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, as does my environment just by nature. so the book is very much about our landscape, how we perceive it as fascinating in our youth and how over time it changes. the same substance -- stone, rock, water, wood -- go from being the unknown, worthy of curiosity, to at some point being a threat. and the natural defiance of us living our lives, which is in defiance of our mortality all the way from childhood where we're immortal to our elder years where we become the thing that holds so many people we've lost and is what survives. memory is what survives. and within that memory the afterlife of so much. so thank you. [applause] >> good afternoon. i'd also like to thank the organizers of the miami book fair for having me. when i started writing my book a year or two ago, i certainly did not expect i would end up here or seated on a panel with these gentlemen. i think what we've heard so far is that a lot of war stories represent a need to explain. why was there an outpost where there should never have been an outpost? what's the context within my own war experience? who was i before i went
the journal on what improvements we see by putting teenagers in this environment. it will be printed next year. what we're seeing is a 10-15% improvement on survival rates. we're not dealing with medicine, just environment. if you had a drug that will give you 10-15% improvement on your outcome, they would throw billions at you. >> you cannot really argue with that. it sounds like a great plan. was there someone specifically? how did you become interested in teenage cancer? how did you notice there was a gap in this? >> as i said earlier, i noticed basically because my doctor and his wife noticed. i just have one of those brains that seem to me straight line, sensible things to do. there is a huge problem in madison of the moment. costs are going through the roof. there are other things you can do to improve the care of the patient. the one role of medicine that is observation of pedicethe patien. basically from the beginning when it was posed to me as a problem. >> when it was announced you were speaking here we did get questions from the general public, and some came from young adult teenage
document. the job of government is to provide an environment in which our citizens can live their lives knowing that they will not be subject to nefarious actions by others. in the case of the farmers and ranchers, the terrible stories, thousands of stories like this that the chairman described. there was a failure of government to protect these people, and the results of this investigation, fulfilling congress' obligation to oversight, tell us we have many opportunities to improve and provide better protection, and these opportunities run the gamut from following the behavior of those who are in charge at entities like mf global to monitoring and modifying the ways in which the rating agencies do their business, do their job. there have been so many failures in so many ways, not only at an f global, but at other similar stories in recent history. one common strand seems to be that we need to provide our regulators with better tools to pursue the enforcement of law that existed prior to the massive imposition of dot-franc pit which did not have infinite resources and united states, nor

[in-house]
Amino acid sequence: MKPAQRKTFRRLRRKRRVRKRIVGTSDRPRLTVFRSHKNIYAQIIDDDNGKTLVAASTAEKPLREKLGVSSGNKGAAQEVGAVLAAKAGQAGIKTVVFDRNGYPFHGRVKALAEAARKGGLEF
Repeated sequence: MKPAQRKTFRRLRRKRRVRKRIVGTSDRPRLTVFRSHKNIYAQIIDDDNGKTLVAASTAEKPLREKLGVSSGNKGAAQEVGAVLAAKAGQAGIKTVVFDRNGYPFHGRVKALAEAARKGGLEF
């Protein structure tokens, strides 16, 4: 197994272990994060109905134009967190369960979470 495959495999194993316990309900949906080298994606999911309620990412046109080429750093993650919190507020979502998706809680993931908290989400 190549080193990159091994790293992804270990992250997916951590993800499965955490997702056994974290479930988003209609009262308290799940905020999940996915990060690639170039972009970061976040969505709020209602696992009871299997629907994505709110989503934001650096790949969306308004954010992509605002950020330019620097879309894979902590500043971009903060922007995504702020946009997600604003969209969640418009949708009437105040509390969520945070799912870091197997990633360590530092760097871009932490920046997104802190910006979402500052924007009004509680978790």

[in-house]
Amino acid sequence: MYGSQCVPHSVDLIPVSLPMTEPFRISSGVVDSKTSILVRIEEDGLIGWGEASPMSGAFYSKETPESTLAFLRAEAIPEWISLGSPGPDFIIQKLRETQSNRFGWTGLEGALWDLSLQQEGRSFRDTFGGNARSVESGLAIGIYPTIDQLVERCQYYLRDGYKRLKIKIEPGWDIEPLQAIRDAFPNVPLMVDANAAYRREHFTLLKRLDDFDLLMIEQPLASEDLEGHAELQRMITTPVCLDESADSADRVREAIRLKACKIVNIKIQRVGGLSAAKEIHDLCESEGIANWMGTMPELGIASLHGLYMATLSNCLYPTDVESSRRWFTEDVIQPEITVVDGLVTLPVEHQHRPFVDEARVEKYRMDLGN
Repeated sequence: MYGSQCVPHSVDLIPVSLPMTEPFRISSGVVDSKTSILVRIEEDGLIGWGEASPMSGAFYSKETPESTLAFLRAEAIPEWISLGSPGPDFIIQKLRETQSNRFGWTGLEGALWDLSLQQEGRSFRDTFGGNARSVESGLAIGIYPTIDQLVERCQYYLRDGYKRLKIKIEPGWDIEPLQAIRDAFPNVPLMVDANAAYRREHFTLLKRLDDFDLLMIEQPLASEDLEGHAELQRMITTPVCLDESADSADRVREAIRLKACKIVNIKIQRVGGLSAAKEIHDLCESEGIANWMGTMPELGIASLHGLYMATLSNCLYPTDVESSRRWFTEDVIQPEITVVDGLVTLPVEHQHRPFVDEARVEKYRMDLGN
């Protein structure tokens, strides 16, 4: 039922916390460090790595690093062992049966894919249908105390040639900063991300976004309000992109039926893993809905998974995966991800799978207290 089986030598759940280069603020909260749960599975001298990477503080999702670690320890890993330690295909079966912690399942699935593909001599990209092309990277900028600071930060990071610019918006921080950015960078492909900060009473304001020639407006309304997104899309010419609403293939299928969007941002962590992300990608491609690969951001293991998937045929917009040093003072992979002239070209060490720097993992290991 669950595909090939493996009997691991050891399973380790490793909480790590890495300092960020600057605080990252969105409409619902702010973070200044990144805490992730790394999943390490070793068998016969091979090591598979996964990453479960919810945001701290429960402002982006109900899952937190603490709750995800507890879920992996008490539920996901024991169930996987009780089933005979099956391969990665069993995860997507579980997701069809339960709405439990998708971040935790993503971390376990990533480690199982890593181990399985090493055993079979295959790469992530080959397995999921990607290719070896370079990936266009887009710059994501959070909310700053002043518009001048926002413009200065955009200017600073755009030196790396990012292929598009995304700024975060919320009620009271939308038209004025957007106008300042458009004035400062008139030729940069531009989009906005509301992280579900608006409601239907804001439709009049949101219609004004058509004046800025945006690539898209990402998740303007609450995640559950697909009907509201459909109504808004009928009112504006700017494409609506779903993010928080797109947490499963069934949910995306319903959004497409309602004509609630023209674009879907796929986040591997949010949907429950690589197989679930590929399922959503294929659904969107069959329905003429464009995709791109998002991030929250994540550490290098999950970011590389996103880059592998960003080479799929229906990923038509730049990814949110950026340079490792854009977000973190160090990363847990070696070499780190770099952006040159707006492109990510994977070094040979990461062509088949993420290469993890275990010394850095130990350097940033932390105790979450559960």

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states military are fighting on our behalf day in and day out so we can live in a safe environment here at home. our service members are well aware of the risks that they face as they serve this nation. and it is our duty to do all that we can to honor those who fight and pay the ultimate price for our freedoms. today i'm here to pay my respects to sergeant jason m. swindoll, an arrest kansas who at 24 years -- an arkansan who was 24 years of age. he attended high school in cabot, arkansas, assigned to b company, first battalion, 64th regiment, third infantry division in fort stewart, georgia. he was serving his third combat deployment. he was' thaoupl mustily awarded -- he was awarded the bronze star and purple heart. his family and friends describe him as being a fun-loving guy who was very patriotic and very proud of the work he was doing in the army. in addition to being a soldier, sergeant swindoll was also a husband and father. he lives behind his wife chelsea, who is expecting their second child, and a one-year-old son, paxton. mr. president, it is people like jason swindoll who
Search Results 0 to 4 of about 5